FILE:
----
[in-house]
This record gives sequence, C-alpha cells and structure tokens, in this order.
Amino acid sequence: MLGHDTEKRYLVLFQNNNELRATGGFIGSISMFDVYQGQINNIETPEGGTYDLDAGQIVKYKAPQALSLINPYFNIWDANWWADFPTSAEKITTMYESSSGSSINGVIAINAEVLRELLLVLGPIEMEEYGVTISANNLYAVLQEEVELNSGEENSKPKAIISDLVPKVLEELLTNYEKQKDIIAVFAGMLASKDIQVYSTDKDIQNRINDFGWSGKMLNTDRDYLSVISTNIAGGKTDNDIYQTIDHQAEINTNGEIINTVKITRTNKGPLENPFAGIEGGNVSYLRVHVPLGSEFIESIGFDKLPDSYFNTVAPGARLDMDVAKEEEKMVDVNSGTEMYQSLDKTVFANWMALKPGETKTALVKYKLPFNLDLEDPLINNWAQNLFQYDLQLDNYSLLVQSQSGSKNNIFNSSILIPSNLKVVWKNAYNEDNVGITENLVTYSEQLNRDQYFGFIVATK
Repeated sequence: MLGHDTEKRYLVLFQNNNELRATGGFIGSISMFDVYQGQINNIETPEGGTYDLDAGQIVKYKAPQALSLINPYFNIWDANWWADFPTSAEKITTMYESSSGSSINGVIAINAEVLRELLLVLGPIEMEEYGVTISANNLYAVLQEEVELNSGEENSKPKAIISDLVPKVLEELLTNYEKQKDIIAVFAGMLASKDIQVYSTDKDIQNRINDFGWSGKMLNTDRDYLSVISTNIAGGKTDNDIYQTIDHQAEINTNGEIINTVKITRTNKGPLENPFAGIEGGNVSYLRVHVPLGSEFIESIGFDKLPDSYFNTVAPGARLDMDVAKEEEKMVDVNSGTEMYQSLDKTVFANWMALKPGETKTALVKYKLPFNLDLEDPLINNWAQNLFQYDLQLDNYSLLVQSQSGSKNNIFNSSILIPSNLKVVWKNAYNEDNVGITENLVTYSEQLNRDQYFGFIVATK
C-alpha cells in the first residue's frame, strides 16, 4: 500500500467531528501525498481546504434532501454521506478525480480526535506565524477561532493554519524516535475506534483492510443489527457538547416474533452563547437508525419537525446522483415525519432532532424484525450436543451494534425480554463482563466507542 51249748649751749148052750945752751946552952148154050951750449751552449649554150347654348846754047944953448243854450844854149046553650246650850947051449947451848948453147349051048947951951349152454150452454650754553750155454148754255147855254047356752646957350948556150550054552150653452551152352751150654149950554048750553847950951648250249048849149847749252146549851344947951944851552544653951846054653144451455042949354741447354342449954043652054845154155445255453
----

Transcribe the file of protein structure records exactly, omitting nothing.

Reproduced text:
[in-house]
This record gives sequence, C-alpha cells and structure tokens, in this order.
Amino acid sequence: MLGHDTEKRYLVLFQNNNELRATGGFIGSISMFDVYQGQINNIETPEGGTYDLDAGQIVKYKAPQALSLINPYFNIWDANWWADFPTSAEKITTMYESSSGSSINGVIAINAEVLRELLLVLGPIEMEEYGVTISANNLYAVLQEEVELNSGEENSKPKAIISDLVPKVLEELLTNYEKQKDIIAVFAGMLASKDIQVYSTDKDIQNRINDFGWSGKMLNTDRDYLSVISTNIAGGKTDNDIYQTIDHQAEINTNGEIINTVKITRTNKGPLENPFAGIEGGNVSYLRVHVPLGSEFIESIGFDKLPDSYFNTVAPGARLDMDVAKEEEKMVDVNSGTEMYQSLDKTVFANWMALKPGETKTALVKYKLPFNLDLEDPLINNWAQNLFQYDLQLDNYSLLVQSQSGSKNNIFNSSILIPSNLKVVWKNAYNEDNVGITENLVTYSEQLNRDQYFGFIVATK
Repeated sequence: MLGHDTEKRYLVLFQNNNELRATGGFIGSISMFDVYQGQINNIETPEGGTYDLDAGQIVKYKAPQALSLINPYFNIWDANWWADFPTSAEKITTMYESSSGSSINGVIAINAEVLRELLLVLGPIEMEEYGVTISANNLYAVLQEEVELNSGEENSKPKAIISDLVPKVLEELLTNYEKQKDIIAVFAGMLASKDIQVYSTDKDIQNRINDFGWSGKMLNTDRDYLSVISTNIAGGKTDNDIYQTIDHQAEINTNGEIINTVKITRTNKGPLENPFAGIEGGNVSYLRVHVPLGSEFIESIGFDKLPDSYFNTVAPGARLDMDVAKEEEKMVDVNSGTEMYQSLDKTVFANWMALKPGETKTALVKYKLPFNLDLEDPLINNWAQNLFQYDLQLDNYSLLVQSQSGSKNNIFNSSILIPSNLKVVWKNAYNEDNVGITENLVTYSEQLNRDQYFGFIVATK
C-alpha cells in the first residue's frame, strides 16, 4: 500500500467531528501525498481546504434532501454521506478525480480526535506565524477561532493554519524516535475506534483492510443489527457538547416474533452563547437508525419537525446522483415525519432532532424484525450436543451494534425480554463482563466507542 51249748649751749148052750945752751946552952148154050951750449751552449649554150347654348846754047944953448243854450844854149046553650246650850947051449947451848948453147349051048947951951349152454150452454650754553750155454148754255147855254047356752646957350948556150550054552150653452551152352751150654149950554048750553847950951648250249048849149847749252146549851344947951944851552544653951846054653144451455042949354741447354342449954043652054845154155445255453